The John Hope Gateway, Royal Botanic Garden Edinburgh
Provided by Edward Cullinan Architects
Interior of the entrance foyer: looking towards the rainwater collection tank serving the WC’s below. © Matt Laver photography.
Architect: Edward Cullinan Architects Ltd
Address of project: Arboretum Place, Edinburgh, EH3 5LR
Construction Cost: £10.7m
Year of Completion: 2009
Client: Royal Botanic Garden Edinburgh
Quantity Surveyor: David Langdon
Structural Engineer: Buro Happold
Services Engineer: Max Fordham LLP
Landscape Architect: Gross Max
Lighting Designer: Speirs & Major
Exhibition Designer: Bright 3D
Project Manager: E C Harris
Main Contractor: Xircon
The design problem
At night: Street-side elevation of the John Hope Gateway. © Matt Laver photography.
The new John Hope Gateway Building needed to integrate into the special and sensitive landscape of the Royal Botanic Garden Edinburgh and provide a front door to one of the world’s leading botanical institutions.
The Garden has long been enjoyed by the public but was often seen as a special park, rather than an educational and scientific resource. It suffered from multiple access points with no visitor welcome or orientation. The Gateway was designed to resolve these issues and underpin their mission, “to explore and explain the world of plants”.
The new building was to be a showcase for sustainable design and include many low energy technologies. Wherever possible, the building was to be made out of natural materials with low embodied energy, including a structure and finishes predominantly in timber to demonstrate the importance of trees.
The context for the design of the new John Hope Gateway was the contours, paths and trees of a mature landscape and a grand circular forecourt.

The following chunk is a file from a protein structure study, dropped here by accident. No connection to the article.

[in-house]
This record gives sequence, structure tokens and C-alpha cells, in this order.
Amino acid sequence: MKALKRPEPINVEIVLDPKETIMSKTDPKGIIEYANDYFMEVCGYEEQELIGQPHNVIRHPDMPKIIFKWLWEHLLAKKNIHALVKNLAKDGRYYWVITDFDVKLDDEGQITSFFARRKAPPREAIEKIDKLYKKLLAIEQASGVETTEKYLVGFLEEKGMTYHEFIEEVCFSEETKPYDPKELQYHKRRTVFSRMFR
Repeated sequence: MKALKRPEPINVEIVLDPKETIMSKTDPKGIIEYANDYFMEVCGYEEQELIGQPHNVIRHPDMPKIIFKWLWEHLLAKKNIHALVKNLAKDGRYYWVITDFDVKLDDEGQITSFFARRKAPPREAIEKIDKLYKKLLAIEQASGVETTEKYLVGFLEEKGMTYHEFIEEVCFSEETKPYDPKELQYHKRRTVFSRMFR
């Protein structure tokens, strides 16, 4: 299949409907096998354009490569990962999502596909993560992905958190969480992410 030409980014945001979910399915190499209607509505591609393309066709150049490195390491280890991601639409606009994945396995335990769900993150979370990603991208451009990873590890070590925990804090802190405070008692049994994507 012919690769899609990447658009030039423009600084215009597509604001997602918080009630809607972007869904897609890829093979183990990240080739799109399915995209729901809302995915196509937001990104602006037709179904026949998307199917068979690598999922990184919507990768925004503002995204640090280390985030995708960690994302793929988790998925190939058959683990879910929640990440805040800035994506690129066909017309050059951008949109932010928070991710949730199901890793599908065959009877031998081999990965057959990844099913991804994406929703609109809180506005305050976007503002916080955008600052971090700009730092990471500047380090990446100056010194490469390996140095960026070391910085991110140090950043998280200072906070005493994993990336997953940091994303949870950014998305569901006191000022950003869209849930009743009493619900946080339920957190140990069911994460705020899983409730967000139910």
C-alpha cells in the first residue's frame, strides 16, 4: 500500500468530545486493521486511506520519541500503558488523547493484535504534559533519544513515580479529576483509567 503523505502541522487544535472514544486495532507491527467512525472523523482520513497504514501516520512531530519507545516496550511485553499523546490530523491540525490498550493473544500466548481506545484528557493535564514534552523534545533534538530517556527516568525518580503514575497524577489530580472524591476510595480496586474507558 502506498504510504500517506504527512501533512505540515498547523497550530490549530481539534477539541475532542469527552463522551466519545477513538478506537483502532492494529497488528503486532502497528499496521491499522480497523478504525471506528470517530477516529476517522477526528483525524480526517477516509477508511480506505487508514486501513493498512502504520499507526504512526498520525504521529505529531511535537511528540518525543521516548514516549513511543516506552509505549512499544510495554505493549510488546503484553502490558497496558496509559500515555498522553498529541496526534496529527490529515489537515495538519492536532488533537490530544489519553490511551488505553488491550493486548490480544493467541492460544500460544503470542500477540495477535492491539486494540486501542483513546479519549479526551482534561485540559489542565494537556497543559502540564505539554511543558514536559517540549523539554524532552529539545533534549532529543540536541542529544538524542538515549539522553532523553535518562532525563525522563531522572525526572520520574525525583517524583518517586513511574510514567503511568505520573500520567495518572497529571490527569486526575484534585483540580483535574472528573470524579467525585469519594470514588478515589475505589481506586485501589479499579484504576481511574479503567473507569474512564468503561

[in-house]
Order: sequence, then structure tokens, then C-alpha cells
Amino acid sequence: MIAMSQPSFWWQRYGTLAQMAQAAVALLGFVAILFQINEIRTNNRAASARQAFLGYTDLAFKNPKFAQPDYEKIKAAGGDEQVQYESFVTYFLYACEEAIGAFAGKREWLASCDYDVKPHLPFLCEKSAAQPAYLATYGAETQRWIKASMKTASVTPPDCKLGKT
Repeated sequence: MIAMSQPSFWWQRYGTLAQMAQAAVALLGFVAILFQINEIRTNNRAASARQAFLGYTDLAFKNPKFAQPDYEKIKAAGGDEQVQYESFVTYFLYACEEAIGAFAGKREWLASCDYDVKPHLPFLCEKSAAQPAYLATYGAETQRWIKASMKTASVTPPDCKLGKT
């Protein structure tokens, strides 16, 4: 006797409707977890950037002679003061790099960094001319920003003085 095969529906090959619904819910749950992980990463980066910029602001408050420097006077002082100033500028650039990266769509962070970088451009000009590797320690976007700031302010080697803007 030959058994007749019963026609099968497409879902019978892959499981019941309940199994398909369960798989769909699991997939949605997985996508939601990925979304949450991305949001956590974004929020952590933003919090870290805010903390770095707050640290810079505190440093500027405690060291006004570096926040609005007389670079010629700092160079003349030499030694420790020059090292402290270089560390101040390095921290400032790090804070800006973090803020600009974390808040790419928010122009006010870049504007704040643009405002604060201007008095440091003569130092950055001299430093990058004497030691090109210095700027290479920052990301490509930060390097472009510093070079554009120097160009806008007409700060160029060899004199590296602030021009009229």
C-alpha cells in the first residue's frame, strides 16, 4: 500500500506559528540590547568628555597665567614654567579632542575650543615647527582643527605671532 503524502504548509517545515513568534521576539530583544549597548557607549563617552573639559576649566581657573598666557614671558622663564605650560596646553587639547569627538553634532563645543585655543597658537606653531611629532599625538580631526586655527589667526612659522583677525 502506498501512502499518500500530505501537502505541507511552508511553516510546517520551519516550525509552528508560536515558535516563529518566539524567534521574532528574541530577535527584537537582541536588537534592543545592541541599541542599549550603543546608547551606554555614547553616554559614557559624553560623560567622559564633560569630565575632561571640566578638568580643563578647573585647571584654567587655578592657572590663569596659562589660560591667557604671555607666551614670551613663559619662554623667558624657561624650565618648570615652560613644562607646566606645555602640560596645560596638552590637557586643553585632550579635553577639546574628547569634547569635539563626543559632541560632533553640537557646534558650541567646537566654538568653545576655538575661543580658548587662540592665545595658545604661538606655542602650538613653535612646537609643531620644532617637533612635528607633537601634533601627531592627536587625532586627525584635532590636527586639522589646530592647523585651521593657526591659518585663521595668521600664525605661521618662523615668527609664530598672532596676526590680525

Located at the West Gate of the Garden, the site is at an important confluence of routes at the base of a hill; the long axis from Inverleith Park leading up to the Inverleith House gallery and the perimeter circular path around the Garden.
It was constructed over the site of a collection of separate buildings including the former shop and WC’s, which no longer met the Gardens needs. This minimised the loss of land for the Garden. It also provided a street frontage to Arboretum Place, which allowed straight-forward deliveries to the café, shop and exhibition and out-of-hours access for events in the Gateway.
Primary routes around the garden. © Edward Cullinan Architects Ltd.
Site plan drawing. © Edward Cullinan Architects Ltd.
The architectural response
Our architectural response to a special place:
The entrance frames a view of the Garden between slate walls and a projecting timber roof plane.
Internally, routes and views across the building radiate from a double height central hall to the landscape beyond.
Carved into the contours, a long curving window looks into a new biodiversity garden containing a rich living plant collection.
On the upper floor, an education room and restaurant open onto a large roof terrace which overlooks and bridges back into the Garden.
Supported on a diagonal timber roof structure on slender steel columns, the roof floats as a single horizontal plane to form a deep overhanging canopy.
Sustainable features integrated such as a biomass boiler, rain water harvesting, a wind turbine, solar collectors and photovoltaic solar panels.
The building expresses the inherent qualities of stone, timber, concrete and glass and celebrates how they are assembled.
Axis from Inverleith Park up to Inverleith House. © Edward Cullinan Architects Ltd.
Stone walls reinforce axis. © Edward Cullinan Architects Ltd.
The ground floor plane. © Edward Cullinan Architects Ltd.
The garden cuts into the building. © Edward Cullinan Architects Ltd.
A new biodiversity garden created. © Edward Cullinan Architects Ltd.
Public and private accommodation locks around a first floor void. © Edward Cullinan Architects Ltd.
A green roof floats over and unifies. © Edward Cullinan Architects Ltd.
Routes into the building. © Edward Cullinan Architects Ltd.